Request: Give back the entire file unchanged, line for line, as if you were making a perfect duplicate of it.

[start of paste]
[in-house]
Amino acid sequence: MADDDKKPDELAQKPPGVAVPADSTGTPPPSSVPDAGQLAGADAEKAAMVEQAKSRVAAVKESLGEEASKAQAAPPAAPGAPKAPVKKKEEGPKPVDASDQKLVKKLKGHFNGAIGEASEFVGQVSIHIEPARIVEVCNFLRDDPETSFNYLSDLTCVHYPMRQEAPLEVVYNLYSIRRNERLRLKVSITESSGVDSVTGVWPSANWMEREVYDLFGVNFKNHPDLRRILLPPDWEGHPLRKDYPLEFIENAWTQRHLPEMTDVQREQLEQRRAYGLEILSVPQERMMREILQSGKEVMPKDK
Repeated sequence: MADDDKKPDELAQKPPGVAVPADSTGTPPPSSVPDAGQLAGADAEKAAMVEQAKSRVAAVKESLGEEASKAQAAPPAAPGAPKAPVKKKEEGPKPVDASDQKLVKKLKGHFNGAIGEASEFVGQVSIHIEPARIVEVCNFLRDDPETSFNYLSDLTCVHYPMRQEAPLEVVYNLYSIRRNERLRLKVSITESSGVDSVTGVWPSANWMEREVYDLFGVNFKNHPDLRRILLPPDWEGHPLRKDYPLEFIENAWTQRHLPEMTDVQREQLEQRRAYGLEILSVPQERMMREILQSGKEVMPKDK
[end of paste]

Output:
[in-house]
Amino acid sequence: MADDDKKPDELAQKPPGVAVPADSTGTPPPSSVPDAGQLAGADAEKAAMVEQAKSRVAAVKESLGEEASKAQAAPPAAPGAPKAPVKKKEEGPKPVDASDQKLVKKLKGHFNGAIGEASEFVGQVSIHIEPARIVEVCNFLRDDPETSFNYLSDLTCVHYPMRQEAPLEVVYNLYSIRRNERLRLKVSITESSGVDSVTGVWPSANWMEREVYDLFGVNFKNHPDLRRILLPPDWEGHPLRKDYPLEFIENAWTQRHLPEMTDVQREQLEQRRAYGLEILSVPQERMMREILQSGKEVMPKDK
Repeated sequence: MADDDKKPDELAQKPPGVAVPADSTGTPPPSSVPDAGQLAGADAEKAAMVEQAKSRVAAVKESLGEEASKAQAAPPAAPGAPKAPVKKKEEGPKPVDASDQKLVKKLKGHFNGAIGEASEFVGQVSIHIEPARIVEVCNFLRDDPETSFNYLSDLTCVHYPMRQEAPLEVVYNLYSIRRNERLRLKVSITESSGVDSVTGVWPSANWMEREVYDLFGVNFKNHPDLRRILLPPDWEGHPLRKDYPLEFIENAWTQRHLPEMTDVQREQLEQRRAYGLEILSVPQERMMREILQSGKEVMPKDK